The communities of Grise Fiord and Resolute Bay will see new community harbours thanks to $76.5 million over seven years from the federal government.
Additionally, the Qikiqtani Inuit Association (QIA) and the Nunavut Impact Review Board (NIRB) will share $600,000 for marine safety and environmental initiatives.
Federal Minister of Transport Marc Garneau made the announcement in Iqaluit this morning.
“These investments in community harbours in Grise Fiord and Resolute Bay signal an important step towards addressing the infrastructure inequality between Canada’s North and south. For these two High Arctic communities, like many Nunavut communities, the sea is a highway – the lifeline that connects us to the world,” said QIA president P.J. Akeeagok.
“These investments make it possible for Inuit in these communities to cast off boats without endangering lives. They make it possible for us to lay the ground work for food sovereignty, and sustainable industries, such as fisheries.”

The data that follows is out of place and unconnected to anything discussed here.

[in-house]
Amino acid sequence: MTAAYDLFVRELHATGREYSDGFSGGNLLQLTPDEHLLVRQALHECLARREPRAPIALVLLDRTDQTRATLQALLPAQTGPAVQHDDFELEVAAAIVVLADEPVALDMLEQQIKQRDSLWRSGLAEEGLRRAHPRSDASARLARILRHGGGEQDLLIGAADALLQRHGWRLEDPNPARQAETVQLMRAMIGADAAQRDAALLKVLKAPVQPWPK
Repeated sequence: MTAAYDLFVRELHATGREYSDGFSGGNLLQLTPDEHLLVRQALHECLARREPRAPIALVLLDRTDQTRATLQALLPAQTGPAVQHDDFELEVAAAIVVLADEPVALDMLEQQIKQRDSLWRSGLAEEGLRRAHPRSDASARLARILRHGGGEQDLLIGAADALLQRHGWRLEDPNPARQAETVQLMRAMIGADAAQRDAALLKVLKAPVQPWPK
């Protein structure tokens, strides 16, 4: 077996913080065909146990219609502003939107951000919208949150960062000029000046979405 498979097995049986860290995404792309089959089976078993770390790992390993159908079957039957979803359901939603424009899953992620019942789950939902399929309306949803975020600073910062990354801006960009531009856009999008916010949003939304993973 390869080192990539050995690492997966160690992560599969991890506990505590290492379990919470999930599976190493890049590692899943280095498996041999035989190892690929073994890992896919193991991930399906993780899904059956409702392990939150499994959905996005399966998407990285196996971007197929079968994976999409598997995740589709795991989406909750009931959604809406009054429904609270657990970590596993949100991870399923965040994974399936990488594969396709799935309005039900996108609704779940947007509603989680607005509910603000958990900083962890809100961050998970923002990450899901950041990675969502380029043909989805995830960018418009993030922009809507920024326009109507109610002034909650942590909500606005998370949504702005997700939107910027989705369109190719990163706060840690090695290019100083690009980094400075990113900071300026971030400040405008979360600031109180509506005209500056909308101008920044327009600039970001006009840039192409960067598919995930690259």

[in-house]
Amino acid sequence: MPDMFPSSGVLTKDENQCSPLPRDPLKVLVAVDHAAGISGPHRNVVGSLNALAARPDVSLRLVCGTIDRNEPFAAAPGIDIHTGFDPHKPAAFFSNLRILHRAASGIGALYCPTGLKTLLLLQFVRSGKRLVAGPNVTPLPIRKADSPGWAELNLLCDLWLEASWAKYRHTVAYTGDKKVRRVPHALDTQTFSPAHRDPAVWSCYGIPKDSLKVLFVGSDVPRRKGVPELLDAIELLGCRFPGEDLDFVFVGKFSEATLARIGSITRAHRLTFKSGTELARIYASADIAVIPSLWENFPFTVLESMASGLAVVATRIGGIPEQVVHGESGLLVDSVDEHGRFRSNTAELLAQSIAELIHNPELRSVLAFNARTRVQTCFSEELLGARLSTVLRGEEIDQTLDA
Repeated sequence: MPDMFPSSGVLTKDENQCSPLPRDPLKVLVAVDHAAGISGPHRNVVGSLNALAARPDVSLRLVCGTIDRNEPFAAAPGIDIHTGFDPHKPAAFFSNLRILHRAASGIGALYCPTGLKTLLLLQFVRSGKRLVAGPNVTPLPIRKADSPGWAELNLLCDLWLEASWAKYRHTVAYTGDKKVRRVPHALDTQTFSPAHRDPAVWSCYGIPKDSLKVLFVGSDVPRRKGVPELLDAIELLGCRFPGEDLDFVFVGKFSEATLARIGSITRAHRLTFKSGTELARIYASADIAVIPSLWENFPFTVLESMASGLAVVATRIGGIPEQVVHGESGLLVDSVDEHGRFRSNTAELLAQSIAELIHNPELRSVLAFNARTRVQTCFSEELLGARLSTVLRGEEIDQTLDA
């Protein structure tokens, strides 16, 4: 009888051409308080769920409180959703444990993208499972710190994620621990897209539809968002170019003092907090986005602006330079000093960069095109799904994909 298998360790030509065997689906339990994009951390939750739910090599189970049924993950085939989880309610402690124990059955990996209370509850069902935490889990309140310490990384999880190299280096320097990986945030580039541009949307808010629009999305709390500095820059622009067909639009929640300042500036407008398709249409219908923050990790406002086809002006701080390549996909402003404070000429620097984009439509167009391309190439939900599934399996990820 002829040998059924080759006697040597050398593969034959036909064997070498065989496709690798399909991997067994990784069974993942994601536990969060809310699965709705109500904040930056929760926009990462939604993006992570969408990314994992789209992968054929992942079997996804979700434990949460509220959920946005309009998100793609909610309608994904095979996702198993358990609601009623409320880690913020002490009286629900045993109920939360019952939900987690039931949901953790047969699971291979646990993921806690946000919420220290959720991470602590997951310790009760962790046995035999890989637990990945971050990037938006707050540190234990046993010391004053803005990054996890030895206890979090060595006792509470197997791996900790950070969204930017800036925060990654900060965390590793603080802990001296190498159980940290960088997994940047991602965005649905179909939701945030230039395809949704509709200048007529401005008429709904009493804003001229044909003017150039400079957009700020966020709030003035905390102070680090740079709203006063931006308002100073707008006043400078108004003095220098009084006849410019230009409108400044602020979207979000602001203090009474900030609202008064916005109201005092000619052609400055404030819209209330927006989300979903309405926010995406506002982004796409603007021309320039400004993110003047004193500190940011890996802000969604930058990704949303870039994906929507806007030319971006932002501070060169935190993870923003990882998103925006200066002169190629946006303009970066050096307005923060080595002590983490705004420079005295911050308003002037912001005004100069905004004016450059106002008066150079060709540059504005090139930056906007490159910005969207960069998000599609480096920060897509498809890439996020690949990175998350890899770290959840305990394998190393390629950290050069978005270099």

Minister of Economic Development and Transportation David Akeeagok also spoke of his appreciation for the federal government’s commitment to Nunavut’s marine transportation infrastructure.
“This funding will make substantial improvements to the economy and people of Grise Fiord and Resolute Bay. The Government of Nunavut looks forward to working with the Qikiqtani Inuit Association and the Government of Canada to advance these projects and foster the sustainability of the High Arctic,” he said.
That federal investment is part of the $190 million in infrastructure funding by the Government of Canada for communities in the Tallurutiup Imanga area.
Transport Canada will work with the Government of Nunavut and the Qikiqtani Inuit Association to design the community harbours, according to the news release.
“Collaboration is a cornerstone of the Oceans Protection Plan and this relationship is another example of how the Government of Canada is working with Inuit and Indigenous partners and coastal communities to improve local marine infrastructure and security, create employment opportunities, and promote environmental stewardship,” Garneau stated.
Meanwhile, QIA will use its $300,000 for engagement activities on Ocean Protection Plan initiatives and to build capacity for ongoing participation in marine safety, while NIRB will use its $300,000 portion to participate in Canada’s marine safety system and to improve the capacity of the Nunavut Marine Council to be an active voice on marine issues for Nunavummiut.